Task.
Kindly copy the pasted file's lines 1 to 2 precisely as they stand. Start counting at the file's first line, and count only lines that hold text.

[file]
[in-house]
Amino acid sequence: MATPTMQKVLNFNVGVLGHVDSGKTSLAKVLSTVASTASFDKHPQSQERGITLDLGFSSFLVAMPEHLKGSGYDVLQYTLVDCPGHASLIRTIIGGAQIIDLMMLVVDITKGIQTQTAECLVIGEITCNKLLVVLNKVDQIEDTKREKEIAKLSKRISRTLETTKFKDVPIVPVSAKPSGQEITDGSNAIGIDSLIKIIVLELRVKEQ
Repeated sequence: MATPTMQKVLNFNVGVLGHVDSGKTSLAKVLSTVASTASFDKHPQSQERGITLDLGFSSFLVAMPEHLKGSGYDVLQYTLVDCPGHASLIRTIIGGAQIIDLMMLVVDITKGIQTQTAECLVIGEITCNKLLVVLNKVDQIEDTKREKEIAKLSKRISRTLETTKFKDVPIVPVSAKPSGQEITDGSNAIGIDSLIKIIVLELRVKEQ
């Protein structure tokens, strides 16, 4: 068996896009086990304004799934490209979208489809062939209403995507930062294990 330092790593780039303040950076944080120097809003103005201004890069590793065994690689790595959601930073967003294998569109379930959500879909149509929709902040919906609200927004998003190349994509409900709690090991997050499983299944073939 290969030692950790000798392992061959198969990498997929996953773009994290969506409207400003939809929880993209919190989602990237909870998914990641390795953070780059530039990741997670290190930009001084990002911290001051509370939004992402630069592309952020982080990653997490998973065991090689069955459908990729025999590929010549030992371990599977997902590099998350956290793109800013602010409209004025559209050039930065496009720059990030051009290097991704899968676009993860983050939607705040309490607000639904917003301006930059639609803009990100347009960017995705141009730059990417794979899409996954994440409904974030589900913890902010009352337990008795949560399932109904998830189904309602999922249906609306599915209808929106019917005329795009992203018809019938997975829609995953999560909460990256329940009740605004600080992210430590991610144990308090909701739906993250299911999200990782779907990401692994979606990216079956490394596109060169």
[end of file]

[in-house]
Amino acid sequence: MATPTMQKVLNFNVGVLGHVDSGKTSLAKVLSTVASTASFDKHPQSQERGITLDLGFSSFLVAMPEHLKGSGYDVLQYTLVDCPGHASLIRTIIGGAQIIDLMMLVVDITKGIQTQTAECLVIGEITCNKLLVVLNKVDQIEDTKREKEIAKLSKRISRTLETTKFKDVPIVPVSAKPSGQEITDGSNAIGIDSLIKIIVLELRVKEQ